"We have a material that presents a very high surface area and the surface itself is made out of something with different reactivities than oxides," says chemist Mercouri Kanatzidis of Northwestern University and Argonne National Laboratory, whose team discovered the gels. "That gives rise to properties that oxides don't have."
The researchers discovered seven gels in all—made in solution from chalcogens (the column of elements on the periodic table that begins with oxygen) and platinum. More common aerogels are made from oxides, such as silicon dioxide (or sand). The latter chemical compounds, in addition to being ubiquitous in Earth's crust, are used for a variety of purposes, from sunscreen to antirust coatings. But the so-called chalcogels—made from sulfur or selenium—offer a host of new features.
For example, researchers discovered that when water contaminated with the heavy metal mercury (which can cause nerve and brain damage in fetuses and children) was run through a sulfur-germanium chalcogel, the amount of mercury dropped from 645 parts-per-million to just 0.04 ppm. "These heavy elements love to bind to sulfur atoms," Kanatzidis says. The metal-bearing water passes through the "torturous, porous network" of the chalcogel and "sooner or later, these heavy elements will encounter sulfur. It's sticky to them."
The mechanism for that stickiness "is unknown," says chemist Stephanie Brock of Wayne State University in Detroit, who has created similar gels with a more rigid internal structure. "It may either be a sorption phenomenon (in which the [positive] ions attach to vacant sites on the chalcogenide [negative ions]) or an ion-exchange phenomenon (in which platinum is released and mercury is picked up)."
The key is the expanded surface area of the chalcogel, an extremely low-density solid made up primarily of air. "A cubic centimeter of this stuff could have 1,500 square meters—almost a football field—inside of it," Kanatzidis notes. That expanded surface is a widely spaced version of the amorphous structure that forms the initial gel, but it's a mystery why the gel forms in the first place instead of becoming a solid precipitate that drops out of solution. "To make a gel, you have to have a growth of the framework that is three-dimensional so that it extends in space, kind of like a tree, only a lot faster," Kanatzidis says. "Why it happens like this with platinum is not clear to me."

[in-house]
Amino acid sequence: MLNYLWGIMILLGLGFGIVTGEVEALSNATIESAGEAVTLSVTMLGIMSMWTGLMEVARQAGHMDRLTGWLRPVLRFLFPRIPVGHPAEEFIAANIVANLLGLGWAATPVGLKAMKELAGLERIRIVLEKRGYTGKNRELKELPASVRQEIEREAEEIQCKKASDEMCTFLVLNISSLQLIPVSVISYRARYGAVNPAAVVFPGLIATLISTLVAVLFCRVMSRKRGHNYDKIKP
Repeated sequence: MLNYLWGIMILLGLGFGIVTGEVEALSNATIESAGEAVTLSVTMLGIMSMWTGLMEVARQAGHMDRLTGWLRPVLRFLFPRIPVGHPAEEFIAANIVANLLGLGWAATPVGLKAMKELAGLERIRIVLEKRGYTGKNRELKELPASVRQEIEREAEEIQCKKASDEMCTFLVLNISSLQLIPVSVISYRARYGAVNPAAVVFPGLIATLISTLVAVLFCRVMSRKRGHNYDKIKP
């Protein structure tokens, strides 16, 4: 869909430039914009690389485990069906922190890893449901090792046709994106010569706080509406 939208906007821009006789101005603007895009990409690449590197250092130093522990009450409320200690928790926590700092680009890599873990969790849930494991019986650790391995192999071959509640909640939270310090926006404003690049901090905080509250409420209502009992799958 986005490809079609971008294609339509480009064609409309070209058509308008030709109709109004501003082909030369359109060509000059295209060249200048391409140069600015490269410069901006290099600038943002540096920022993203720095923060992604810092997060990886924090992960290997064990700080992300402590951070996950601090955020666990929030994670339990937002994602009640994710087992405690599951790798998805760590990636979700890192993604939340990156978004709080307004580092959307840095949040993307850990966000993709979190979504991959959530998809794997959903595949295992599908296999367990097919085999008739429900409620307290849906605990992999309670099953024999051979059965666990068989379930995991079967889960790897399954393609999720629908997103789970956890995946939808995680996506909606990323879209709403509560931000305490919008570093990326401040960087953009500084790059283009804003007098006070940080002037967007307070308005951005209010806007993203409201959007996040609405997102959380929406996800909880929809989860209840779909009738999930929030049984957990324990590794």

Regardless, the different elemental components offer other nifty properties that can then be multiplied over the tremendous internal surface area. "The optical absorbance of these chalcogenide aerogels corresponds nicely to the solar spectrum, so these could be promising platforms for photovoltaic solar cells and photocatalysts," Brock says. In other words, such chalcogels might provide the basis for more efficient and faster conversion of incoming light into electricity or to break down water into hydrogen.
Membranes made from these chalcogels could also potentially help purify hydrogen mixed with other elements. "If people are interested in using hydrogen as a fuel, it has to be purified at a rapid pace," Kanatzidis says, another process aided by the large amount of inner space. The gels may also be useful in processing more prosaic fuels, such as removing sulfur contamination from fossil fuels.
To do that, though, the chalcogels will need to withstand higher temperatures; they begin to collapse at temperatures ranging from 150 degrees Celsius (302 degrees Fahrenheit) to 300 degrees C (572 degrees F). They will also have to become less brittle, perhaps by resting on a stronger substrate. In addition, they will have to be cheaper: requiring the precious metal platinum would make them expensive. But "the replacement of platinum" in the manufacture of such chalcogels "has been successful," Kanatzidis says. "These aerogels are not going to be limited to platinum."